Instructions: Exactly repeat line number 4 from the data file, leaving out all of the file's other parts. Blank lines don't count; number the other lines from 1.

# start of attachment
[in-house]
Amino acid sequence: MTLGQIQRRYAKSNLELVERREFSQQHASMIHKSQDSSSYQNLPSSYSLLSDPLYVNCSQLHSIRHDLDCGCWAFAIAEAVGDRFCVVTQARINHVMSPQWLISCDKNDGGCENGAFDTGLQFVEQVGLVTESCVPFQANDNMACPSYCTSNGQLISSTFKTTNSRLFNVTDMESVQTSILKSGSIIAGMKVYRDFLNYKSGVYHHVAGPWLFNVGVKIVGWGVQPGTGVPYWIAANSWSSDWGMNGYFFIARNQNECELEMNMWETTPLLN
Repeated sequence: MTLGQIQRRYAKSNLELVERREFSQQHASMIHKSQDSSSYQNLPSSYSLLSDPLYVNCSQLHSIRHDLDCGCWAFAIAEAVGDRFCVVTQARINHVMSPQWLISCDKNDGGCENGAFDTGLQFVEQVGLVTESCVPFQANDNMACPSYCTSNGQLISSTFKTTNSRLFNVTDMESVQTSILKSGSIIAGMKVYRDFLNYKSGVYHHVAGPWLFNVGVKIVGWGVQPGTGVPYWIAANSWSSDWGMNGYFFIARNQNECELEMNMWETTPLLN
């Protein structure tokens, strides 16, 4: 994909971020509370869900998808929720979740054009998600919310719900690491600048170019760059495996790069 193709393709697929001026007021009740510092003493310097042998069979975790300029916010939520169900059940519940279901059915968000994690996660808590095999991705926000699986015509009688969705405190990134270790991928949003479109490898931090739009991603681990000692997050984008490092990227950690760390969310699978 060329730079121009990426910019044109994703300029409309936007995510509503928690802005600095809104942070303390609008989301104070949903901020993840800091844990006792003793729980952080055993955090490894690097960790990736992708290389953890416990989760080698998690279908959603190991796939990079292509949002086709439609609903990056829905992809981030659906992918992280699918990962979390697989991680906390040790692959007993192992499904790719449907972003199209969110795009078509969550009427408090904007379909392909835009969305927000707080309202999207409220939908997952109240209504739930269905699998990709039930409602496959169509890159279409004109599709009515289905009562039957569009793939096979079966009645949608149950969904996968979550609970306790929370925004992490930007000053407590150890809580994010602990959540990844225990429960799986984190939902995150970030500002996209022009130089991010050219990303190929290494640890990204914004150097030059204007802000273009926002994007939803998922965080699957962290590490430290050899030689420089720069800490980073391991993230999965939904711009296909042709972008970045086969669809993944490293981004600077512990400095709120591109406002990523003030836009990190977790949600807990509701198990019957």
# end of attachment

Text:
């Protein structure tokens, strides 16, 4: 994909971020509370869900998808929720979740054009998600919310719900690491600048170019760059495996790069 193709393709697929001026007021009740510092003493310097042998069979975790300029916010939520169900059940519940279901059915968000994690996660808590095999991705926000699986015509009688969705405190990134270790991928949003479109490898931090739009991603681990000692997050984008490092990227950690760390969310699978 060329730079121009990426910019044109994703300029409309936007995510509503928690802005600095809104942070303390609008989301104070949903901020993840800091844990006792003793729980952080055993955090490894690097960790990736992708290389953890416990989760080698998690279908959603190991796939990079292509949002086709439609609903990056829905992809981030659906992918992280699918990962979390697989991680906390040790692959007993192992499904790719449907972003199209969110795009078509969550009427408090904007379909392909835009969305927000707080309202999207409220939908997952109240209504739930269905699998990709039930409602496959169509890159279409004109599709009515289905009562039957569009793939096979079966009645949608149950969904996968979550609970306790929370925004992490930007000053407590150890809580994010602990959540990844225990429960799986984190939902995150970030500002996209022009130089991010050219990303190929290494640890990204914004150097030059204007802000273009926002994007939803998922965080699957962290590490430290050899030689420089720069800490980073391991993230999965939904711009296909042709972008970045086969669809993944490293981004600077512990400095709120591109406002990523003030836009990190977790949600807990509701198990019957």